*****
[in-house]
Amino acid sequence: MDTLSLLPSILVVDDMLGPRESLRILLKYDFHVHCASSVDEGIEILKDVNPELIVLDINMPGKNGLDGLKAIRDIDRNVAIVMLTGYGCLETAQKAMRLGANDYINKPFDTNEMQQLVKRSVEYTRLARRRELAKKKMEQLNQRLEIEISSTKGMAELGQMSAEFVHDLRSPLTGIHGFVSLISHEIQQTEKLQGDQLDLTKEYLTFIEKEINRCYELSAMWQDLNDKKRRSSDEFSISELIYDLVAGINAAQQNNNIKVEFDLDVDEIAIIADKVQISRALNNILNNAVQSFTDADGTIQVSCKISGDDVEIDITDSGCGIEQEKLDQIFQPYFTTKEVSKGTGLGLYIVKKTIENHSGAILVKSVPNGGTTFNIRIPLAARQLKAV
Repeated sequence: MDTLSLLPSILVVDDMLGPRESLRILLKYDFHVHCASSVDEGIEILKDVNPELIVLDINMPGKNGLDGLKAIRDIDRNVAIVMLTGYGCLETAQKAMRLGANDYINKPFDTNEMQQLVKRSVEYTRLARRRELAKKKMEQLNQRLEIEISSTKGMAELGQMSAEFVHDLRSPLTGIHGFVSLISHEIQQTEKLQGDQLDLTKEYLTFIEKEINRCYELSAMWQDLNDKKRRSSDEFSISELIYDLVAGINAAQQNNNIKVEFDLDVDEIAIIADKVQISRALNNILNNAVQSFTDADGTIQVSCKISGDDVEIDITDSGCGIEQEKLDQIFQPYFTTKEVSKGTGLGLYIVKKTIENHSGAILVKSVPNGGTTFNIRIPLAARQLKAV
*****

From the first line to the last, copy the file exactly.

[in-house]
Amino acid sequence: MDTLSLLPSILVVDDMLGPRESLRILLKYDFHVHCASSVDEGIEILKDVNPELIVLDINMPGKNGLDGLKAIRDIDRNVAIVMLTGYGCLETAQKAMRLGANDYINKPFDTNEMQQLVKRSVEYTRLARRRELAKKKMEQLNQRLEIEISSTKGMAELGQMSAEFVHDLRSPLTGIHGFVSLISHEIQQTEKLQGDQLDLTKEYLTFIEKEINRCYELSAMWQDLNDKKRRSSDEFSISELIYDLVAGINAAQQNNNIKVEFDLDVDEIAIIADKVQISRALNNILNNAVQSFTDADGTIQVSCKISGDDVEIDITDSGCGIEQEKLDQIFQPYFTTKEVSKGTGLGLYIVKKTIENHSGAILVKSVPNGGTTFNIRIPLAARQLKAV
Repeated sequence: MDTLSLLPSILVVDDMLGPRESLRILLKYDFHVHCASSVDEGIEILKDVNPELIVLDINMPGKNGLDGLKAIRDIDRNVAIVMLTGYGCLETAQKAMRLGANDYINKPFDTNEMQQLVKRSVEYTRLARRRELAKKKMEQLNQRLEIEISSTKGMAELGQMSAEFVHDLRSPLTGIHGFVSLISHEIQQTEKLQGDQLDLTKEYLTFIEKEINRCYELSAMWQDLNDKKRRSSDEFSISELIYDLVAGINAAQQNNNIKVEFDLDVDEIAIIADKVQISRALNNILNNAVQSFTDADGTIQVSCKISGDDVEIDITDSGCGIEQEKLDQIFQPYFTTKEVSKGTGLGLYIVKKTIENHSGAILVKSVPNGGTTFNIRIPLAARQLKAV